The story is divided into three episodes, each of which focusses on one single event when the lives of Marie and the unnamed narrator coincide. At the beginning, both are involved with other people, having split up shortly before the start of the narrative (recounted in Toussaint’s previous novel, which there is no need to have read). The narrator is with another woman called Marie – probably not coincidentally – and Marie is with an older man, a racehorse owner called Jean-Christophe de G. When Marie’s partner ends up having a cardiac arrest, the narrator is the next person Marie calls after the paramedics, and he fights his way through an elemental storm over Paris to be by her side. The middle episode predates this first one, and recounts a moment early in Marie’s relationship with Jean-Christophe when they are at the racecourse in Japan. Marie agrees to return to Paris with him, but it turns out they are transporting his horse back too. This is an amazing tour de force, forty pages again set in stormy weather, describing the wildly frightened horse breaking loose in the airport and being unwillingly detained on the plane. The final episode takes place in Elba, after both previous ones, where Marie has gone to visit her late father’s house, inviting the narrator to join her. As the two grow closer, a wild fire breaks out at night, threatening the local stables and the house where our protagonists are staying.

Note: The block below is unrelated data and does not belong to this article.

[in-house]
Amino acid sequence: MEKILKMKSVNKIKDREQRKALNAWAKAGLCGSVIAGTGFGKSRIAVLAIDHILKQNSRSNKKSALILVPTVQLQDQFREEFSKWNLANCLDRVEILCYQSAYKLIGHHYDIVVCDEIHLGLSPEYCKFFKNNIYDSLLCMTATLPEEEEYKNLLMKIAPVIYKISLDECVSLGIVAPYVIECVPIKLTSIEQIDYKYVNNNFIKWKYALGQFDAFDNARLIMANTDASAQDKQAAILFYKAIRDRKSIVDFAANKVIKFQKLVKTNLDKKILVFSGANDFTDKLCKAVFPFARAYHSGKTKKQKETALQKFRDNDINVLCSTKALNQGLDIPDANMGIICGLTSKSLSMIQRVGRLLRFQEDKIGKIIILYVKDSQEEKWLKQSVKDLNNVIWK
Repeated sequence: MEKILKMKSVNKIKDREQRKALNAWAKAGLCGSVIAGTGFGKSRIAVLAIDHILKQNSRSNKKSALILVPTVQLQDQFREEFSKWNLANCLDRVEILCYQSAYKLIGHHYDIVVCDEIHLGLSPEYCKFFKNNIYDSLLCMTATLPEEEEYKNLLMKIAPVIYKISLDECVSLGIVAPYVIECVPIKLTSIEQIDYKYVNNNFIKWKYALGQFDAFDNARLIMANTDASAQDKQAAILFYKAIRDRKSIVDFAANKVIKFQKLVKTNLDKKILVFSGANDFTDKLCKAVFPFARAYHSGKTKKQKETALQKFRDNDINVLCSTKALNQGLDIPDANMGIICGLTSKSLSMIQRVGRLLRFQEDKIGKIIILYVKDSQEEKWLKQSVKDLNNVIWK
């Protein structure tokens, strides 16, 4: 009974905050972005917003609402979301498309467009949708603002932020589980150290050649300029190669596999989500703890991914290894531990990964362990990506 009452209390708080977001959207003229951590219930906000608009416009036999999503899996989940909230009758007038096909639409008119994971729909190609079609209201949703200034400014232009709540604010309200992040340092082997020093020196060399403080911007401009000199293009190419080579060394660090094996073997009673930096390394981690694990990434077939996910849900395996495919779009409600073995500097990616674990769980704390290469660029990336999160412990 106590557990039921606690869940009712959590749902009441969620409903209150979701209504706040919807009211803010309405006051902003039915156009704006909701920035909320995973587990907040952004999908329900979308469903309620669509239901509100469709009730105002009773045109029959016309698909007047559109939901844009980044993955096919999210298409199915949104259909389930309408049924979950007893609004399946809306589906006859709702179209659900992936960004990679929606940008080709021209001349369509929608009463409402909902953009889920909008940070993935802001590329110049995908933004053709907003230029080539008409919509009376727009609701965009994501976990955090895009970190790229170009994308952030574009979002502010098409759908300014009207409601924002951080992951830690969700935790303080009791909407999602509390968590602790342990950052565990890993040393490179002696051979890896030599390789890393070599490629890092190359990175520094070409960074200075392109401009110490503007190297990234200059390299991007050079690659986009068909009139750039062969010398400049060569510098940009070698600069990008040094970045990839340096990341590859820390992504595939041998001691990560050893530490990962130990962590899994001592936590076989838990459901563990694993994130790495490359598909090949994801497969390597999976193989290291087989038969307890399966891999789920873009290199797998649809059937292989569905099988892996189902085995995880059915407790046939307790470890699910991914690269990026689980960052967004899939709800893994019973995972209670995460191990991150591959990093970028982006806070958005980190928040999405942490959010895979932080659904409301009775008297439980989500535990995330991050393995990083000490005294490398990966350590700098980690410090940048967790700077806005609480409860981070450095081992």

Each of these vignettes is full of incident, starting subtly, in quiet, contemplative ways then building and building to vivid, violent episodes. Toussaints narrative voice is just, well, brilliant. The descriptions are cool and precise but charged with emotion and the events pick up on certain elements that echo one another across the course of the book – nights split by thunder, lightning, fire, the threat to horses, the moment when the narrator finally enters the action, always standing to one side as a witness to Marie in her intense emotions. Although no conventional plot is created, what matters is the rhythm of the encounters between Marie and the narrator, as she slips in and out of his life until the final, moving pages. So questions go unanswered, details of the ‘story’ are neglected, but Toussaint’s genius is to direct the reader to what is more important underlying the events, to making the connections, to experiencing the ebb and flow of vitality in both the narrative and the lives it describes. I suppose if you had to stick a label on this you’d be obliged to call it experimental, but that does the narrative such an injustice. Readers are often scared by textual innovation, whereas this is simply the right narrative for the job, and whilst it is unusual, it is utterly compelling.